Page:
These are the scenarios if one starts on a positive note about the SP-BSP alliance.
If SP-BSP alliance fails to defeat BJP
Now, consider the possibility of the SP-BSP alliance making little difference to the BJP’s fortunes in UP as the initial reports from the ground suggest.
It would mean that the much-vaunted Dalit-Yadav-Muslim combine came unstuck. Trust Mayawati to accuse Akhilesh of failing to transfer his party’s votes to the BSP. And when – not if – this alliance fails, Akhilesh would find the ground slipping beneath his feet. He is not known to enjoy the emotional bond with the Yadavs that his father does. They seem to consider the BJP as their second home, if need be. And Muslims always had the Congress as their second choice.
The SP chief like other opposition leaders is seeking to make the most of anti-Modiism. Having snatched control of the party from his father, he now needs to prove his mettle as a politician. His strident anti-Modiism is an attempt to inherit his father’s Muslim vote bank. He can hope for Yadavs’ support in this election but must win to consolidate it.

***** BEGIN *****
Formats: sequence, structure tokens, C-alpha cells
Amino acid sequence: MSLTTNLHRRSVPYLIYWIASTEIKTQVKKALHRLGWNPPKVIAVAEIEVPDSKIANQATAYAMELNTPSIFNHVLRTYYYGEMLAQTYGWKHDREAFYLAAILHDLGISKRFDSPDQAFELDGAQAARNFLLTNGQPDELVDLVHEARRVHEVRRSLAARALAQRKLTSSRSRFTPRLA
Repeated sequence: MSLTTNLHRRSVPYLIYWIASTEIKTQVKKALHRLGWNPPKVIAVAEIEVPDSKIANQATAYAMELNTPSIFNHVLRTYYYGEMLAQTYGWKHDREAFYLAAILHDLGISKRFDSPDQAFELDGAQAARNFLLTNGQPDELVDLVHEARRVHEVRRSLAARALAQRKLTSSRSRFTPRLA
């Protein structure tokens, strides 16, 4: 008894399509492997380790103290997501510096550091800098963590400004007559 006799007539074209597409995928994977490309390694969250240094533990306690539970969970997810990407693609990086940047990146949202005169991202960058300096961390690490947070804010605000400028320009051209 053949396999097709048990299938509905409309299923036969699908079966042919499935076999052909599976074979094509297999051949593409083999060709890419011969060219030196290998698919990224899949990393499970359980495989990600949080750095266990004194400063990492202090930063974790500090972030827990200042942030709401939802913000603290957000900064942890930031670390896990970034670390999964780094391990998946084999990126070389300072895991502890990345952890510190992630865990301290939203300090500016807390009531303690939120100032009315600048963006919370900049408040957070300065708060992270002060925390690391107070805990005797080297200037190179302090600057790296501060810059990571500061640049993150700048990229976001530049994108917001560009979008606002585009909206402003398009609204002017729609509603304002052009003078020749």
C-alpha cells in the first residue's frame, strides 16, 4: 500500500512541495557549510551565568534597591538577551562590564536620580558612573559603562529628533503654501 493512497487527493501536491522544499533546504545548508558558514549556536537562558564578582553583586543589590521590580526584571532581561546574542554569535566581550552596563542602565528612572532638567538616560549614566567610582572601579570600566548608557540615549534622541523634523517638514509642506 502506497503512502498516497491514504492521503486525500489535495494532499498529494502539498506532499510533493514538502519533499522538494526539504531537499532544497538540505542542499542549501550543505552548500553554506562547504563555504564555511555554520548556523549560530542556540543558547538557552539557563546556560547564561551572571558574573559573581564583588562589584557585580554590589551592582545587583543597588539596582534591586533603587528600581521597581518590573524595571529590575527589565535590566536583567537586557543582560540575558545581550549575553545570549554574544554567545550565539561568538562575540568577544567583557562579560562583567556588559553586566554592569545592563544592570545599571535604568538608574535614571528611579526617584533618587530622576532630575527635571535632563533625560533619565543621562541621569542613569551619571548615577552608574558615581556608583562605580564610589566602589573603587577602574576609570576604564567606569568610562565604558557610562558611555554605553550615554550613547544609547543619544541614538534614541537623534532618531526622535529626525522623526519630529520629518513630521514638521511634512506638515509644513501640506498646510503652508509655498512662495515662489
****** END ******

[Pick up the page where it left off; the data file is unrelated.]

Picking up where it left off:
However, scratch the surface and you will find that both Akhilesh and Mayawati are more worried about the Congress than the BJP. The SP finds the Congress competing for its Muslim vote bank while Mayawati is insecure about her Dalit vote bank. At the core of their anti-Modiism, therefore, is anti-Congressism. Once the Congress is annihilated in UP, the SP and the BSP would be better placed to regain their pole position in the state even in a triangular fight, with the BJP remaining the third player.
In an interview to ThePrint last week, Akhilesh suggested that the SP-BSP should be left to defeat the BJP in UP and the Congress should concentrate on other states.
Surely, Akhilesh has his own reasons for placing so much trust in Mayawati. But Mulayam Singh Yadav could be wiser from past experiences when he saw the BSP supremo using and throwing away her alliance partners – the SP and the BJP at different points in time – in her pursuit of power.